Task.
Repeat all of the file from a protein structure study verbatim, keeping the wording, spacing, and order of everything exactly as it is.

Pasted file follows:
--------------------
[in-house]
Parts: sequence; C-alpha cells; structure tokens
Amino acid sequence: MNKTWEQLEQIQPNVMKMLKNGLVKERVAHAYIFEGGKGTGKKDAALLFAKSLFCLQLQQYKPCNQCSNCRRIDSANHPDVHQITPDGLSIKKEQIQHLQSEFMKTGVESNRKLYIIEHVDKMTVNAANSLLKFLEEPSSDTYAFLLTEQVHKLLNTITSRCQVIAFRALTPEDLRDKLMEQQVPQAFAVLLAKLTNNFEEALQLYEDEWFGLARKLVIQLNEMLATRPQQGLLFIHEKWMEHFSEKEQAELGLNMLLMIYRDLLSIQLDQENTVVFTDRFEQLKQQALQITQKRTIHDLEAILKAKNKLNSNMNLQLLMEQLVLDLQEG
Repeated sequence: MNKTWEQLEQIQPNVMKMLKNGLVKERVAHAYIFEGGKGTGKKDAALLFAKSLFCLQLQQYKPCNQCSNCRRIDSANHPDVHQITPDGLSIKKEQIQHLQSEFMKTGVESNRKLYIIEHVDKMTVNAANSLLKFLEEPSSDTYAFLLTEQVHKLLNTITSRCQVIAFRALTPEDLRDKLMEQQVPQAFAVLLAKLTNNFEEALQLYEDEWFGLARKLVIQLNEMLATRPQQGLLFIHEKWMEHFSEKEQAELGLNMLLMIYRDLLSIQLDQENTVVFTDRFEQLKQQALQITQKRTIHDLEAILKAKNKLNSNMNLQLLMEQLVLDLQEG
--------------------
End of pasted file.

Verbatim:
[in-house]
Parts: sequence; C-alpha cells; structure tokens
Amino acid sequence: MNKTWEQLEQIQPNVMKMLKNGLVKERVAHAYIFEGGKGTGKKDAALLFAKSLFCLQLQQYKPCNQCSNCRRIDSANHPDVHQITPDGLSIKKEQIQHLQSEFMKTGVESNRKLYIIEHVDKMTVNAANSLLKFLEEPSSDTYAFLLTEQVHKLLNTITSRCQVIAFRALTPEDLRDKLMEQQVPQAFAVLLAKLTNNFEEALQLYEDEWFGLARKLVIQLNEMLATRPQQGLLFIHEKWMEHFSEKEQAELGLNMLLMIYRDLLSIQLDQENTVVFTDRFEQLKQQALQITQKRTIHDLEAILKAKNKLNSNMNLQLLMEQLVLDLQEG
Repeated sequence: MNKTWEQLEQIQPNVMKMLKNGLVKERVAHAYIFEGGKGTGKKDAALLFAKSLFCLQLQQYKPCNQCSNCRRIDSANHPDVHQITPDGLSIKKEQIQHLQSEFMKTGVESNRKLYIIEHVDKMTVNAANSLLKFLEEPSSDTYAFLLTEQVHKLLNTITSRCQVIAFRALTPEDLRDKLMEQQVPQAFAVLLAKLTNNFEEALQLYEDEWFGLARKLVIQLNEMLATRPQQGLLFIHEKWMEHFSEKEQAELGLNMLLMIYRDLLSIQLDQENTVVFTDRFEQLKQQALQITQKRTIHDLEAILKAKNKLNSNMNLQLLMEQLVLDLQEG